|Article compiled by John Meads|
The Barlow family, which played a major role in the development of retail trade and business in Burton Latimer in the second half of the 19th century and first half of the 20th century, originated in Rothwell. John Barlow, a builder, moved from Rothwell in the late 1860s and his cousin Charles, after serving an apprenticeship at Ernest Lewin's Burton Latimer shop at The Cross, bought it and moved here about the time of his marriage to Deborah Sharpe in 1877.
John Barlow 1851 - 1903
In 1870, John Barlow married Sarah Ball, the daughter of a Burton Latimer mason, Thomas Ball. They went on to have eight children:
In the 1901 census, John was a self-employed builder and his two eldest sons were bricklayers.
Charles Barlow 1857 - 1923
In 1877, at St. Mary’s Parish Church, Charles married Deborah Maria Sharpe. Charles and Deborah had six children:
1879 Frank butcher - married Flavilla Cook in 1903 Died 1948.
He had four sons:
Frank Geoffrey born 1904 married Dorothy M Cox in 1930
Ralph born 1906 married Constance Evelyn Goode in 1931. Died 1989.
Charles Stanley born 1908 managed a farm, then moved to
Philip W. born 1917 married Cynthia Goode 1953
1882 Alfred grocer - married Edith Elizabeth Quincey, a milliner in 1909; both of them ran adjacent shops in the High Street
1886 Arthur Edwin - butcher - married Betsy A Stimson 1910 - moved to
1888 Harold married Mildred Westley in 1916
1891 Daisy married Frederick Poll in 1919 died in middle-age.
In the parish register at the time of his marriage, Charles Barlow was described as a grocer and draper, his father a builder and Deborah’s father, William Sharpe, was described as a grocer. William Sharpe and his family lived in the High Street in an old farmhouse, to which a shop had been added, the garden and orchard of which were later used as the site for building the school. In 1881, Charles and Deborah were living at The Cross where his family were to continue in business until the early 1960s. Some time after Deborah’s father’s death, Charles took over the shop from her mother and it was known as Barlow’s No: 2 Store. It was later to become a dairy.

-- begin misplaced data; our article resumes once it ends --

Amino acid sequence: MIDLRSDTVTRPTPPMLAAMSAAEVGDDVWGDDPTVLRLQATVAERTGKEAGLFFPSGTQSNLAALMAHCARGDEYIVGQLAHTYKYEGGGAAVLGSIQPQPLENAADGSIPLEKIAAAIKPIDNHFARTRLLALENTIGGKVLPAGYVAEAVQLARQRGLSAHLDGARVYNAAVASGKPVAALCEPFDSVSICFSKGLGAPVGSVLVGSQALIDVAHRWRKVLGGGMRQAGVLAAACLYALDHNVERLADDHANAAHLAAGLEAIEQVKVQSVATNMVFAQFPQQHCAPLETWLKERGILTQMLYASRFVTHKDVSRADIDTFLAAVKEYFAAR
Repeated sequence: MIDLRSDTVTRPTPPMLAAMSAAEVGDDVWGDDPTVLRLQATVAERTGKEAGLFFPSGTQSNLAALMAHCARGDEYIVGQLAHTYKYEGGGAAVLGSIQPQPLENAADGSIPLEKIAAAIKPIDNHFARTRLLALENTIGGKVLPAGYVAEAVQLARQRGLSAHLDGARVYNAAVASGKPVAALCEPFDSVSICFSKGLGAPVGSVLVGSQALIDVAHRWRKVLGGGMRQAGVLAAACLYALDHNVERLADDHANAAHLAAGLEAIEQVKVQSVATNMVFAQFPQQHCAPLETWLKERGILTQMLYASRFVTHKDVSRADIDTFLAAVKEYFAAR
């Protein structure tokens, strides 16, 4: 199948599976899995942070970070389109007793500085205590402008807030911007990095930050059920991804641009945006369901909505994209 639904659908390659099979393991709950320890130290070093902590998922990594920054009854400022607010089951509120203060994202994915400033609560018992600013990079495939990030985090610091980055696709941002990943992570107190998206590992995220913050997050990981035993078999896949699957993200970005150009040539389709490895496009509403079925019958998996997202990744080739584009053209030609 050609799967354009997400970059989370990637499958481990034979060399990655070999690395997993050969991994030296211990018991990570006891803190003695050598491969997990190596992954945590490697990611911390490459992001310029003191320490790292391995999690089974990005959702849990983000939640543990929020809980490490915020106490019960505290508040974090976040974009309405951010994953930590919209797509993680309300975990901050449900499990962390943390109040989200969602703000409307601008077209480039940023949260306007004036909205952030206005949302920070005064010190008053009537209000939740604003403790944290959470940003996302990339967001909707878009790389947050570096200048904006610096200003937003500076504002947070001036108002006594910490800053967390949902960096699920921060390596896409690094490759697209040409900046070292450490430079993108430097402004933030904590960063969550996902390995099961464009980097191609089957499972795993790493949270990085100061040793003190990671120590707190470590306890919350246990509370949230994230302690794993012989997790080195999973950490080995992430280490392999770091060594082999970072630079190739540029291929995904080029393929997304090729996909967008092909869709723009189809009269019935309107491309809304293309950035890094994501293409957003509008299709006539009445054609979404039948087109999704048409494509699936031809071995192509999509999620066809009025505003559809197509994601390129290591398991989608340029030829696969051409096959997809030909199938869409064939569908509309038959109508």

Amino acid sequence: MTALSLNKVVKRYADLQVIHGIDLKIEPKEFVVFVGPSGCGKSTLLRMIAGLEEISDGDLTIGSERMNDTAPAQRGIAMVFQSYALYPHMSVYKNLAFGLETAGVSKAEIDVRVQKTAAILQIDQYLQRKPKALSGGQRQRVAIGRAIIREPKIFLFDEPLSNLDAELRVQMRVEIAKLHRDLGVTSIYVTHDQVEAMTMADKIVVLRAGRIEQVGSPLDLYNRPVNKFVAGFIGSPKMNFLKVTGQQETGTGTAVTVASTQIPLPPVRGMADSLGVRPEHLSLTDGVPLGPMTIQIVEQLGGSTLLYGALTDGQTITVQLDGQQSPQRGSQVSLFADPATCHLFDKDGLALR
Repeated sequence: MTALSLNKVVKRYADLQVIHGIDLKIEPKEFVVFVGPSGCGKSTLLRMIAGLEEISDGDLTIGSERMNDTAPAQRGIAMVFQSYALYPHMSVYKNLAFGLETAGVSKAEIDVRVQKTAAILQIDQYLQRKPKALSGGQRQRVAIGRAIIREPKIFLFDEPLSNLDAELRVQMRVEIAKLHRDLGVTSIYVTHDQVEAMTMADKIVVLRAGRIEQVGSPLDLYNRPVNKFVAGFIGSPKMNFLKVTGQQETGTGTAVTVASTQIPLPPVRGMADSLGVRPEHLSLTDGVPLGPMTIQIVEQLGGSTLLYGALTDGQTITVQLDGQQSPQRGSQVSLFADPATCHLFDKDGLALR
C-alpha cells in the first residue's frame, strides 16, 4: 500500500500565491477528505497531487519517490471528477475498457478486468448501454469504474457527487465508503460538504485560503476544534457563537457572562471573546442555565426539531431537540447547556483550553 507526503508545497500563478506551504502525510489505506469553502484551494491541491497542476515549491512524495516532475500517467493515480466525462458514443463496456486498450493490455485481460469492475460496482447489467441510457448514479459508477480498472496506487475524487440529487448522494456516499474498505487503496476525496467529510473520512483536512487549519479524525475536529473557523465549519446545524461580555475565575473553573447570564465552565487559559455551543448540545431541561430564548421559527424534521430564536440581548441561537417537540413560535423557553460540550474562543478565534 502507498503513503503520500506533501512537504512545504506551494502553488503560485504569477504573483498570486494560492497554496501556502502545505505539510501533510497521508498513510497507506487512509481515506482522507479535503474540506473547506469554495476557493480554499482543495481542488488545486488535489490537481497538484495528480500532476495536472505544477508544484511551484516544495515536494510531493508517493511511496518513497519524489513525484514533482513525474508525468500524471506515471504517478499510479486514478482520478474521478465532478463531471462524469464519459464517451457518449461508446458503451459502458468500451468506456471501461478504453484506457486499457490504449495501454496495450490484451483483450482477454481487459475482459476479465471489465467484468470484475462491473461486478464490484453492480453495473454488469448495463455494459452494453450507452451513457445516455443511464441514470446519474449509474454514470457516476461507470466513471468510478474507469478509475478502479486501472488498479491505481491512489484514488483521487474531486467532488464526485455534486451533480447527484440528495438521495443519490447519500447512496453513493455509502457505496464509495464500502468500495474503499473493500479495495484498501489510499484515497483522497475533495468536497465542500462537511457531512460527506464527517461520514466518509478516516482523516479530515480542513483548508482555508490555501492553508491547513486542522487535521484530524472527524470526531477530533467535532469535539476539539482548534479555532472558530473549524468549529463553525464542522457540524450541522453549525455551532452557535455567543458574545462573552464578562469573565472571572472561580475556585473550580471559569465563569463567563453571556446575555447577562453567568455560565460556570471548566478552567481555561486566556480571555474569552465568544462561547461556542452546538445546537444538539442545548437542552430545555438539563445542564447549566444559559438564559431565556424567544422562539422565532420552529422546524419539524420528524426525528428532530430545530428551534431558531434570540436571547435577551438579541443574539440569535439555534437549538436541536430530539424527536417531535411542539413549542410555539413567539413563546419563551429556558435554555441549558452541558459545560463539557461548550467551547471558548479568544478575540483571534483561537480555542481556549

All the time his businesses were growing, Charles Barlow was heavily involved in local government. This started with membership of the Board of Guardians from 1881, membership of the Parish Council from when it was created in 1894, membership of the Kettering District Council and also
He was chairman of the board of management of the
All these achievements were described in a beautifully illustrated Tribute in the form of a leather-bound book which was circulated around Burton Latimer in 1914 and was signed by over 500 people.
He started his married life living at The Cross, probably over the shop, but moved to The Yews in
Following the death of Deborah in 1920, he presented an organ to the Baptist Chapel in her memory. There is also a memorial in the Chapel, placed there by his fellow deacons to record his work for many years as the Church’s treasurer.